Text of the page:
Bottineau LRT corridor: Wildlife oasis or mattress dump?

One Golden Valley resident is insisting that the swath of parkland selected by light-rail planners for the part of the proposed Bottineau light-rail route really is pristine.

Sara Payne, who lives across the street from the open space, took umbrage with the way Hennepin County Commissioner Mike Opat described it in my story from yesterday. Currently a freight-rail corridor, the transit route would skirt along Theodore Wirth Park and the Mary Hills Nature Area.

“I’ve actually ridden the corridor, and it’s not as beautiful and pristine as some might make it out to be,” said Opat. “The time I went through it, there was a mattress along the corridor.”

Payne sent us some pretty incredible nature photographs — of barred owls, snapping turtle hatchlings, and a morel mushroom. She said she took most of the shots from her backyard over the 18 years she’s lived on Bonnie Lane. Like many of her neighbors, she worries that the noise pollution and increased human traffic from the trains would “permanently destroy a place of refuge for both wildlife and humans.”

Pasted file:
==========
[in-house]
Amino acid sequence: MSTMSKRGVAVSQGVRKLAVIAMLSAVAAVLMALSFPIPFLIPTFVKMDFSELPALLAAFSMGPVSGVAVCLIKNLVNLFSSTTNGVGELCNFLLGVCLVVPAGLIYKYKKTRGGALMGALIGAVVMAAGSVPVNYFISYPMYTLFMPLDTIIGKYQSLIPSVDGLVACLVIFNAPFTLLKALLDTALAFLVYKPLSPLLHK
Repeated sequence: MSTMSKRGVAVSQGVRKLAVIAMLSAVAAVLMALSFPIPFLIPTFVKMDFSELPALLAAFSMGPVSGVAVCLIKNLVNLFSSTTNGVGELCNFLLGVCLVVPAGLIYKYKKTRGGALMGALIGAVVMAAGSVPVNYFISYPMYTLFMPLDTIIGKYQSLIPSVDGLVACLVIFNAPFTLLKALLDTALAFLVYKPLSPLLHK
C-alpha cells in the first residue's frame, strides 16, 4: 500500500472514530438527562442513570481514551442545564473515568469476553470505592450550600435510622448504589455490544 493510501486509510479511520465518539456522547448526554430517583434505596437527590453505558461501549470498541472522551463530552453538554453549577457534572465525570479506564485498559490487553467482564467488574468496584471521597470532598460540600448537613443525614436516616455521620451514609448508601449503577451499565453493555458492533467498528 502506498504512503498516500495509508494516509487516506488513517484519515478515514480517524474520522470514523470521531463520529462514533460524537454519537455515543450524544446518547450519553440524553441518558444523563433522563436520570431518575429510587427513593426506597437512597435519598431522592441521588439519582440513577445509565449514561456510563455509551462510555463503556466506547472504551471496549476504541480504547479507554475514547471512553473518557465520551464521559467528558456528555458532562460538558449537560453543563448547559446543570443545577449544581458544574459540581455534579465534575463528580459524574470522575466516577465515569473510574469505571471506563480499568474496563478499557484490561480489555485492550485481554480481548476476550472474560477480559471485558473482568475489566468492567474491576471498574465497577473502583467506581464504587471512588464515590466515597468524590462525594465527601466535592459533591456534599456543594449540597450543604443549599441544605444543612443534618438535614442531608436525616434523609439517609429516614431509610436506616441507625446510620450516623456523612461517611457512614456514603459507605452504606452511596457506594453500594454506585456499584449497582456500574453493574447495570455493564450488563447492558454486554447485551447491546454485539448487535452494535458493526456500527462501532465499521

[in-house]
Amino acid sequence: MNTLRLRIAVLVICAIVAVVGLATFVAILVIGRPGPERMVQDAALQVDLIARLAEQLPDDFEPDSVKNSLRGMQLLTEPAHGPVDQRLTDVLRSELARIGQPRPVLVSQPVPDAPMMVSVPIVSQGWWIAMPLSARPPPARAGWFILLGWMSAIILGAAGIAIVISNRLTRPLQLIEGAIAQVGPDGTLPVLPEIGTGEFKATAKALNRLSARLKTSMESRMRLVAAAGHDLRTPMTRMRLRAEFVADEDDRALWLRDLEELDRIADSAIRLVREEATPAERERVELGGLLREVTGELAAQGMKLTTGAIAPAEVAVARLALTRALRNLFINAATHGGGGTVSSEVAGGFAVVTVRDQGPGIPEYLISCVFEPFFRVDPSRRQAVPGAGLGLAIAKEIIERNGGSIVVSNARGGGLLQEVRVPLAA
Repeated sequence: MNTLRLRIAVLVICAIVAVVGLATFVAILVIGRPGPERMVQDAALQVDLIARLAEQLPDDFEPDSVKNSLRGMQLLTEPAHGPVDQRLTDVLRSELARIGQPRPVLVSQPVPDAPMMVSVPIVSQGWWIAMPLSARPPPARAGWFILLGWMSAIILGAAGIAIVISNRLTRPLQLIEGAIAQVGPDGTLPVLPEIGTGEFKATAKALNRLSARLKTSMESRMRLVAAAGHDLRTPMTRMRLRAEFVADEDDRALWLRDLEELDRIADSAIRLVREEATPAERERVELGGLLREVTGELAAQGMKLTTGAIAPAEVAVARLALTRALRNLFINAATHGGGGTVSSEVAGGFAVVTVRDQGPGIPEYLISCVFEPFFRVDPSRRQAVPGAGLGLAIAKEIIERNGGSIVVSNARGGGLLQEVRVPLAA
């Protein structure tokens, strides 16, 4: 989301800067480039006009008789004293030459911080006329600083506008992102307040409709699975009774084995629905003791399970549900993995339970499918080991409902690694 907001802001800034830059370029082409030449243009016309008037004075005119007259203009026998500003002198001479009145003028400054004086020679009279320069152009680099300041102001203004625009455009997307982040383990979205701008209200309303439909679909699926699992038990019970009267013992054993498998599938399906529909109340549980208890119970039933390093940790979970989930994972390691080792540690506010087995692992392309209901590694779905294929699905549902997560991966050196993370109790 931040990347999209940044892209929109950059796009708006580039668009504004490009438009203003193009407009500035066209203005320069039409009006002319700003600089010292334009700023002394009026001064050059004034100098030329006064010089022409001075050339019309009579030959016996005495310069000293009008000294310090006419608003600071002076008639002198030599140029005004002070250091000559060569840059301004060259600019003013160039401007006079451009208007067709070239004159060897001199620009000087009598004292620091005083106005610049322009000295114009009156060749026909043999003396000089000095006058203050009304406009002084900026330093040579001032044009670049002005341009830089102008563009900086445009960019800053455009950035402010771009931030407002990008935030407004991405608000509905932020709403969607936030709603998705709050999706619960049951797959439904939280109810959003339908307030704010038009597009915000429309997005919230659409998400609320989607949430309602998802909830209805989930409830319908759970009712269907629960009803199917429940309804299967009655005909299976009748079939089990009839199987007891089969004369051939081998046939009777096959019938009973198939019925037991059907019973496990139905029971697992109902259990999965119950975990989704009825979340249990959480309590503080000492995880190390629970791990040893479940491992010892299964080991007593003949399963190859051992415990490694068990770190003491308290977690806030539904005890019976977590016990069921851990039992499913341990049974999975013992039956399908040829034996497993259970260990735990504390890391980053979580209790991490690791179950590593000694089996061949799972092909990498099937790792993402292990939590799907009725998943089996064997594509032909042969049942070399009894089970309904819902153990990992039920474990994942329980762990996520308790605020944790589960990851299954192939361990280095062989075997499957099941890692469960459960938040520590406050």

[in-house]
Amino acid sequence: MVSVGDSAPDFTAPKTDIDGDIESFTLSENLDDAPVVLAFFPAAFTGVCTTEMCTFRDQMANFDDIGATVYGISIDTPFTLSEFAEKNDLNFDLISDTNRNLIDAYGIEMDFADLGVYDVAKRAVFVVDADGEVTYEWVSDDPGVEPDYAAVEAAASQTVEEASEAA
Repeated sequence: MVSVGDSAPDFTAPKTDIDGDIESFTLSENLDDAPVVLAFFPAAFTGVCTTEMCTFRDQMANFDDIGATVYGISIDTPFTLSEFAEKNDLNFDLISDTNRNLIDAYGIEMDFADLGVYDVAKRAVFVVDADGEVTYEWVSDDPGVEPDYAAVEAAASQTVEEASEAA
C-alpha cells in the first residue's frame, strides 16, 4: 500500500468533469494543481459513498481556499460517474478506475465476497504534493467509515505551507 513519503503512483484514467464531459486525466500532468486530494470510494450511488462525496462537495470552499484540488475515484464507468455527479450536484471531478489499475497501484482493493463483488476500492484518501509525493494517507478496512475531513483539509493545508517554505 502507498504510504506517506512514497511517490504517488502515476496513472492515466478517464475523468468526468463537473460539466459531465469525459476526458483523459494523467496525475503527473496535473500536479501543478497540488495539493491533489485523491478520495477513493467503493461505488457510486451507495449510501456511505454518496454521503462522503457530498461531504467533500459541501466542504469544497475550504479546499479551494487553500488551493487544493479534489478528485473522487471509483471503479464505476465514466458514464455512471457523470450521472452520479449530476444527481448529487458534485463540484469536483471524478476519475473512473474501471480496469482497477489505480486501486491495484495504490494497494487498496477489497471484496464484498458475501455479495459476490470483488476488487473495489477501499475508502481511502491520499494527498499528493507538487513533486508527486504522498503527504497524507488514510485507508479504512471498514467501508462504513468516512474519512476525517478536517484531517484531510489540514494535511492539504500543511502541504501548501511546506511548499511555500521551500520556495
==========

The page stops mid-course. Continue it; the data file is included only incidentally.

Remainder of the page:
(Photos courtesy of Sara Payne)

Payne, who calls herself a “committed city dweller” from Minneapolis before she moved to Golden Valley, said her family supports light-rail and is committed to reducing its carbon footprint.

“It just has to be planned well and not disrupt the dwindling nature resources in the city,” she wrote.

The Golden Valley city council voted 3-2 last night in favor of a resolution offering its initial approval of the route. Light-rail planners will continue studying the alignment, including the potential effect on the environment.

The project would eventually seek another round of approvals the five cities touching the route, including Golden Valley.

Until then, expect the debate to continue.